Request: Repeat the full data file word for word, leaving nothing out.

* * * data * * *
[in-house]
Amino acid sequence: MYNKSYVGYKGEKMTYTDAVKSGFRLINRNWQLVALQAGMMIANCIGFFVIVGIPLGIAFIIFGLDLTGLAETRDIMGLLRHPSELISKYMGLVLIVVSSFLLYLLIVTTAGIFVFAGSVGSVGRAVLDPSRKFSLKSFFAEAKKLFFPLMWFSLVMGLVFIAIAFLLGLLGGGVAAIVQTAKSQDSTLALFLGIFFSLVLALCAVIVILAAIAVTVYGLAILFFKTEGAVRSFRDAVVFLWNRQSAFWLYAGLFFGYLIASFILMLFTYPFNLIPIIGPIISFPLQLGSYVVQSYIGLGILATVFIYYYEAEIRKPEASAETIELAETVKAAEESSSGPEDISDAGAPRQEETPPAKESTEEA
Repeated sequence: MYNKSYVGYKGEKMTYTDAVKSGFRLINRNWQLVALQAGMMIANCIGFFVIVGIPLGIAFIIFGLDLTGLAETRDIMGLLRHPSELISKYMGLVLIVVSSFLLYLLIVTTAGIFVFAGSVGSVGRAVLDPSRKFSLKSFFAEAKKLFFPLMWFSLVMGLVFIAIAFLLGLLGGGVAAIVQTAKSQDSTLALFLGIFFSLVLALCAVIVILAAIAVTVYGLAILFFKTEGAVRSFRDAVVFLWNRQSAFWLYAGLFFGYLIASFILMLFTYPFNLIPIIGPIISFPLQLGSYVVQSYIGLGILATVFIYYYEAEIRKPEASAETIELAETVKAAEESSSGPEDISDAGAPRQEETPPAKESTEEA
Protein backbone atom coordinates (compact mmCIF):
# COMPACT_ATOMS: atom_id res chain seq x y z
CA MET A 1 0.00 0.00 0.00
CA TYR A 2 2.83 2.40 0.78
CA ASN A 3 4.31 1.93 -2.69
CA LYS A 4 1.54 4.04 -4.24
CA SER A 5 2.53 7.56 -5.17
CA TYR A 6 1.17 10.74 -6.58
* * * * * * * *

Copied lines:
[in-house]
Amino acid sequence: MYNKSYVGYKGEKMTYTDAVKSGFRLINRNWQLVALQAGMMIANCIGFFVIVGIPLGIAFIIFGLDLTGLAETRDIMGLLRHPSELISKYMGLVLIVVSSFLLYLLIVTTAGIFVFAGSVGSVGRAVLDPSRKFSLKSFFAEAKKLFFPLMWFSLVMGLVFIAIAFLLGLLGGGVAAIVQTAKSQDSTLALFLGIFFSLVLALCAVIVILAAIAVTVYGLAILFFKTEGAVRSFRDAVVFLWNRQSAFWLYAGLFFGYLIASFILMLFTYPFNLIPIIGPIISFPLQLGSYVVQSYIGLGILATVFIYYYEAEIRKPEASAETIELAETVKAAEESSSGPEDISDAGAPRQEETPPAKESTEEA
Repeated sequence: MYNKSYVGYKGEKMTYTDAVKSGFRLINRNWQLVALQAGMMIANCIGFFVIVGIPLGIAFIIFGLDLTGLAETRDIMGLLRHPSELISKYMGLVLIVVSSFLLYLLIVTTAGIFVFAGSVGSVGRAVLDPSRKFSLKSFFAEAKKLFFPLMWFSLVMGLVFIAIAFLLGLLGGGVAAIVQTAKSQDSTLALFLGIFFSLVLALCAVIVILAAIAVTVYGLAILFFKTEGAVRSFRDAVVFLWNRQSAFWLYAGLFFGYLIASFILMLFTYPFNLIPIIGPIISFPLQLGSYVVQSYIGLGILATVFIYYYEAEIRKPEASAETIELAETVKAAEESSSGPEDISDAGAPRQEETPPAKESTEEA
Protein backbone atom coordinates (compact mmCIF):
# COMPACT_ATOMS: atom_id res chain seq x y z
CA MET A 1 0.00 0.00 0.00
CA TYR A 2 2.83 2.40 0.78
CA ASN A 3 4.31 1.93 -2.69
CA LYS A 4 1.54 4.04 -4.24
CA SER A 5 2.53 7.56 -5.17
CA TYR A 6 1.17 10.74 -6.58